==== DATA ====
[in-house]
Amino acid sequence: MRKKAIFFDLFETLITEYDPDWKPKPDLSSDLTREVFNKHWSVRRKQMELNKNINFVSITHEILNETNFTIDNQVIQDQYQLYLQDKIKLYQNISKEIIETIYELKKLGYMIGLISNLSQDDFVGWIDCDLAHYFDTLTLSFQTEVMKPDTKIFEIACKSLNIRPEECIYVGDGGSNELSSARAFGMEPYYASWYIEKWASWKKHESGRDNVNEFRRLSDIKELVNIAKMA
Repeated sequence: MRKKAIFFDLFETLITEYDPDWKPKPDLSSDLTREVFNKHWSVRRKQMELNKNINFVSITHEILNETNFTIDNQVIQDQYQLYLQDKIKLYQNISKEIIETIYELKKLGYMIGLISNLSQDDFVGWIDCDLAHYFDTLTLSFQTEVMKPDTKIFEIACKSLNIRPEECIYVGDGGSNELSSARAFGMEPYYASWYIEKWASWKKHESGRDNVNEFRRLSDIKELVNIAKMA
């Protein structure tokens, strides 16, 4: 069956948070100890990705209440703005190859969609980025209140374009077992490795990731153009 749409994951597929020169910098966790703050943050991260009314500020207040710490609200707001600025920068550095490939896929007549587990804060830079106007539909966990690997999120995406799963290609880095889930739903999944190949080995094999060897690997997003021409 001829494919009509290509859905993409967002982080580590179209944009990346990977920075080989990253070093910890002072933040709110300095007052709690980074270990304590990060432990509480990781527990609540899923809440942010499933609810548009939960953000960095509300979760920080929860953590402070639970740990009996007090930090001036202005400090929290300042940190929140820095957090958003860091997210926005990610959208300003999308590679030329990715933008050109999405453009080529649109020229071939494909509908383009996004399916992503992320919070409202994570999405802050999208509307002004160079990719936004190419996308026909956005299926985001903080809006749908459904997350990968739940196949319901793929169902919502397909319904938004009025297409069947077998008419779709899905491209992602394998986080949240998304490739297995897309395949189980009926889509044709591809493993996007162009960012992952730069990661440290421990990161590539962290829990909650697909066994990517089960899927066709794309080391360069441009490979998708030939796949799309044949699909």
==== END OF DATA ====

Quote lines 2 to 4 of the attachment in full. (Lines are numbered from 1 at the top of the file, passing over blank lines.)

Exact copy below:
Amino acid sequence: MRKKAIFFDLFETLITEYDPDWKPKPDLSSDLTREVFNKHWSVRRKQMELNKNINFVSITHEILNETNFTIDNQVIQDQYQLYLQDKIKLYQNISKEIIETIYELKKLGYMIGLISNLSQDDFVGWIDCDLAHYFDTLTLSFQTEVMKPDTKIFEIACKSLNIRPEECIYVGDGGSNELSSARAFGMEPYYASWYIEKWASWKKHESGRDNVNEFRRLSDIKELVNIAKMA
Repeated sequence: MRKKAIFFDLFETLITEYDPDWKPKPDLSSDLTREVFNKHWSVRRKQMELNKNINFVSITHEILNETNFTIDNQVIQDQYQLYLQDKIKLYQNISKEIIETIYELKKLGYMIGLISNLSQDDFVGWIDCDLAHYFDTLTLSFQTEVMKPDTKIFEIACKSLNIRPEECIYVGDGGSNELSSARAFGMEPYYASWYIEKWASWKKHESGRDNVNEFRRLSDIKELVNIAKMA
């Protein structure tokens, strides 16, 4: 069956948070100890990705209440703005190859969609980025209140374009077992490795990731153009 749409994951597929020169910098966790703050943050991260009314500020207040710490609200707001600025920068550095490939896929007549587990804060830079106007539909966990690997999120995406799963290609880095889930739903999944190949080995094999060897690997997003021409 001829494919009509290509859905993409967002982080580590179209944009990346990977920075080989990253070093910890002072933040709110300095007052709690980074270990304590990060432990509480990781527990609540899923809440942010499933609810548009939960953000960095509300979760920080929860953590402070639970740990009996007090930090001036202005400090929290300042940190929140820095957090958003860091997210926005990610959208300003999308590679030329990715933008050109999405453009080529649109020229071939494909509908383009996004399916992503992320919070409202994570999405802050999208509307002004160079990719936004190419996308026909956005299926985001903080809006749908459904997350990968739940196949319901793929169902919502397909319904938004009025297409069947077998008419779709899905491209992602394998986080949240998304490739297995897309395949189980009926889509044709591809493993996007162009960012992952730069990661440290421990990161590539962290829990909650697909066994990517089960899927066709794309080391360069441009490979998708030939796949799309044949699909």